BRAMPTON, Ont. – Several provinces are getting more seats in the House of Commons to reflect population growth.
The Conservative government said Thursday that it will introduce legislation which will give 15 additional seats to Ontario, six more to British Columbia, six to Alberta and three to Quebec.
There would be no new seats for Manitoba, which currently has 14 of the total 308 in the House of Commons.
The bill “will achieve better representation for faster-growing provinces while maintaining representation for smaller and slower-growing provinces,” said Tim Uppal, minister of state for democratic reform.
Uppal made the announcement in Brampton, Ont., following weeks of speculation over how many additional seats each province would receive.
Both Ontario and Quebec had been expecting more seats in the expanded House of Commons.
Reports earlier this month suggested Ontario would increase its presence in the Commons by 13 seats, bringing its total to 119 instead of its current 106 seats.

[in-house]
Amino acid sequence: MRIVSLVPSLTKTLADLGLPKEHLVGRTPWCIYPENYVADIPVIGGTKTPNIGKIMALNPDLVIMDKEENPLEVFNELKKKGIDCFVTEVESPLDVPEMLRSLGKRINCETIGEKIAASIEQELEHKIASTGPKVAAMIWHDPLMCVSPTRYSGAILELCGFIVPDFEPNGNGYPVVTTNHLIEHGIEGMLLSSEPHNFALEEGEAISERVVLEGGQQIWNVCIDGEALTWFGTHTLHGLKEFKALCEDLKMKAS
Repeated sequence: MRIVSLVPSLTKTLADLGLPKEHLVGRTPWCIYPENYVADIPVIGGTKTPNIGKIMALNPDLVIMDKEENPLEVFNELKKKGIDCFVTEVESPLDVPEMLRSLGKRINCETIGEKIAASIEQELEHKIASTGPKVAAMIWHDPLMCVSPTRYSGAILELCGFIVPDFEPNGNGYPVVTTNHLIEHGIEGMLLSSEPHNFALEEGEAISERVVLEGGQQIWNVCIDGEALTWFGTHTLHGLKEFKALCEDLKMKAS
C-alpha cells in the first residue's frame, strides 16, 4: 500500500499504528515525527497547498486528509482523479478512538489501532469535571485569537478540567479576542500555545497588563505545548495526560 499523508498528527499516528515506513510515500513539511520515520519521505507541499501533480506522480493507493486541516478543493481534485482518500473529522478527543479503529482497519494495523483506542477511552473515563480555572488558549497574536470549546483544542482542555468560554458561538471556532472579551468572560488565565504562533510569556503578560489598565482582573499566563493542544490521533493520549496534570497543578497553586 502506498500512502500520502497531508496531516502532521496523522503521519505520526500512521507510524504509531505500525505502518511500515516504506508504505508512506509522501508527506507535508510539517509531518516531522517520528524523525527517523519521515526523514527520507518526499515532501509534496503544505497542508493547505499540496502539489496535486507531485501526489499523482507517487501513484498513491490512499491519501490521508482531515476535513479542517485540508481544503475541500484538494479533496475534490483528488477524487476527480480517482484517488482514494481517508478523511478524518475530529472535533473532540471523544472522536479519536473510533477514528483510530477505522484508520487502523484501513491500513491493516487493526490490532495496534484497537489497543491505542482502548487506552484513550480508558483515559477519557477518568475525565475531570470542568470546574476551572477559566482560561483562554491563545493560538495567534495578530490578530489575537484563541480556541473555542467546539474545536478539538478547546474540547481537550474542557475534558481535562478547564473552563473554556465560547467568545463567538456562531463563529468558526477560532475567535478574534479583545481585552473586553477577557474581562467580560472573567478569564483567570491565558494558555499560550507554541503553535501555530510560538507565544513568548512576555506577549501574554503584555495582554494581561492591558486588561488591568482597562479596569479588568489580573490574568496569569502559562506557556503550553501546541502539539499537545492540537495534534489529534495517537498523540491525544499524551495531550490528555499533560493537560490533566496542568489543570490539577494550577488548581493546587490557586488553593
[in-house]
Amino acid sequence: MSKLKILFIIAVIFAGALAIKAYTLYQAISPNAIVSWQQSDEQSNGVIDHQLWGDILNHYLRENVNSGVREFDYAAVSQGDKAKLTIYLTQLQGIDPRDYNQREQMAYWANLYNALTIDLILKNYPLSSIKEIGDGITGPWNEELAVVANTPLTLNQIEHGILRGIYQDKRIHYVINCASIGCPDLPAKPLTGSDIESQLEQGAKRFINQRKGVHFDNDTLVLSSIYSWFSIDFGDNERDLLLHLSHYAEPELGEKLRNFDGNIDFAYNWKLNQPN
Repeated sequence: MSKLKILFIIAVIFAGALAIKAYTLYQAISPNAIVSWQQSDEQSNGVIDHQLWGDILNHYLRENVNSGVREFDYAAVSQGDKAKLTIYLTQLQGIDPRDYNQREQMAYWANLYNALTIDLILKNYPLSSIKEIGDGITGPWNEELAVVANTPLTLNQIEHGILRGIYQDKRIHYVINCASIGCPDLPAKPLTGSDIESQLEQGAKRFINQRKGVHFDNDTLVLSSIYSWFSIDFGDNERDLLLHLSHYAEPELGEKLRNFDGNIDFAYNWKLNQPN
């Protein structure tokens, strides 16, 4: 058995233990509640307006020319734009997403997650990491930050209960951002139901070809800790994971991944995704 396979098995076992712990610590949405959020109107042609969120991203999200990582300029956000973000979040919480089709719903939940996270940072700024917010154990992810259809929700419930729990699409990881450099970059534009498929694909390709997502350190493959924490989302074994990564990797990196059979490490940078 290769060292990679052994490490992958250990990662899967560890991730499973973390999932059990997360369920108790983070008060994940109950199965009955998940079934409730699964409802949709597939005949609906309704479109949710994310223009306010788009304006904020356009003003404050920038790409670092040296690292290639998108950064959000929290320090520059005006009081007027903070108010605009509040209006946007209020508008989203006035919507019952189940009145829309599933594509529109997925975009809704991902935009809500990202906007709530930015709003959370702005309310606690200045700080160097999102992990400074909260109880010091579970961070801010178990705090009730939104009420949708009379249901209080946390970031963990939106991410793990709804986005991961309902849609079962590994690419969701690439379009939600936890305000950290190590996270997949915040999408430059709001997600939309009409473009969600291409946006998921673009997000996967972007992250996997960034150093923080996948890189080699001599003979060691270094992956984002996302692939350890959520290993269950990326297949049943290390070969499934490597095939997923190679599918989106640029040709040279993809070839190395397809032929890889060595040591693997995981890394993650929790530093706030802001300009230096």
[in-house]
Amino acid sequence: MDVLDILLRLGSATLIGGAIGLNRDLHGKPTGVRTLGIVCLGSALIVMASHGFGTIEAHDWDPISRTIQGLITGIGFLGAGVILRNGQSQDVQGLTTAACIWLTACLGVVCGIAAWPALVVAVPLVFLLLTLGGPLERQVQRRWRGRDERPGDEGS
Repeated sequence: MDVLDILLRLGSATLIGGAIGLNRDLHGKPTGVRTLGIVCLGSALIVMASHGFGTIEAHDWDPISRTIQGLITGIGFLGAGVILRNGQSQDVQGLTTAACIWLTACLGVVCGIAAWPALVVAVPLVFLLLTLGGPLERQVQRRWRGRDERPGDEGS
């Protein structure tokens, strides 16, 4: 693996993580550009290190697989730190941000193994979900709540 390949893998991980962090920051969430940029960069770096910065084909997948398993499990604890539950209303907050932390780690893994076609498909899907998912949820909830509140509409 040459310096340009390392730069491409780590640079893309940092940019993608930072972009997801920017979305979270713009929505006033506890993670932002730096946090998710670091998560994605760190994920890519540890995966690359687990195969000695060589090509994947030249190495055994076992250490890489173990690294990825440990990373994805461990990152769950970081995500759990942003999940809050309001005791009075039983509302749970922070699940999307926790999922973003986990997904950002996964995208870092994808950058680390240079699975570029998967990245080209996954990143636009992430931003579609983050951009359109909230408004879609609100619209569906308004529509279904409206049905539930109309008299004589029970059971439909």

While Thursday’s legislation announcement promises more seats than some expected, it nonetheless falls short of the 18 spots Ontario was slated to receive under previous legislation that died when Parliament was dissolved.
The previous bill, which was introduced last spring, would have also given seven seats to British Columbia and five for Alberta.
Meanwhile, Quebec wants a guarantee that it will continue to hold 24 per cent of the chamber’s seats. It currently has 75 of the 308 seats.
Uppal said the government wants to ensure population growth is factored in accurately when allocating seats.
Normally, the seating in the House of Commons is adjusted after each census using a complex formula adopted in 1985, but the Conservatives have said that formula penalized some regions.